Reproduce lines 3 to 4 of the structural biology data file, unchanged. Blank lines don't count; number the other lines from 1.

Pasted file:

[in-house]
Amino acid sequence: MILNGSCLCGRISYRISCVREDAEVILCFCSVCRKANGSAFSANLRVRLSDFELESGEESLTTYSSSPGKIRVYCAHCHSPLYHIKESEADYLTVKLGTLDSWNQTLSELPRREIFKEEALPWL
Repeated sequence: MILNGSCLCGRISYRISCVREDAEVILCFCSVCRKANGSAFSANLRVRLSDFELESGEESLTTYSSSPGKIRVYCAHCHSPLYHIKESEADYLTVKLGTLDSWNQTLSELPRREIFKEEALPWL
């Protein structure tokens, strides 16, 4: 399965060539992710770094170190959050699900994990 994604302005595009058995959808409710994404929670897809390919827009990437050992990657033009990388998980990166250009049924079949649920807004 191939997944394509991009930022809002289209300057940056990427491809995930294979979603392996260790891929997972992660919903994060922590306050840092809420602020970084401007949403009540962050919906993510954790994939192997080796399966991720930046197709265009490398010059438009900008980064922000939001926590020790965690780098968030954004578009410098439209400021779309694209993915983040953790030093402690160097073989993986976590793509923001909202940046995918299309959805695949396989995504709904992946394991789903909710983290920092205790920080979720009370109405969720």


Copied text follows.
Repeated sequence: MILNGSCLCGRISYRISCVREDAEVILCFCSVCRKANGSAFSANLRVRLSDFELESGEESLTTYSSSPGKIRVYCAHCHSPLYHIKESEADYLTVKLGTLDSWNQTLSELPRREIFKEEALPWL
């Protein structure tokens, strides 16, 4: 399965060539992710770094170190959050699900994990 994604302005595009058995959808409710994404929670897809390919827009990437050992990657033009990388998980990166250009049924079949649920807004 191939997944394509991009930022809002289209300057940056990427491809995930294979979603392996260790891929997972992660919903994060922590306050840092809420602020970084401007949403009540962050919906993510954790994939192997080796399966991720930046197709265009490398010059438009900008980064922000939001926590020790965690780098968030954004578009410098439209400021779309694209993915983040953790030093402690160097073989993986976590793509923001909202940046995918299309959805695949396989995504709904992946394991789903909710983290920092205790920080979720009370109405969720």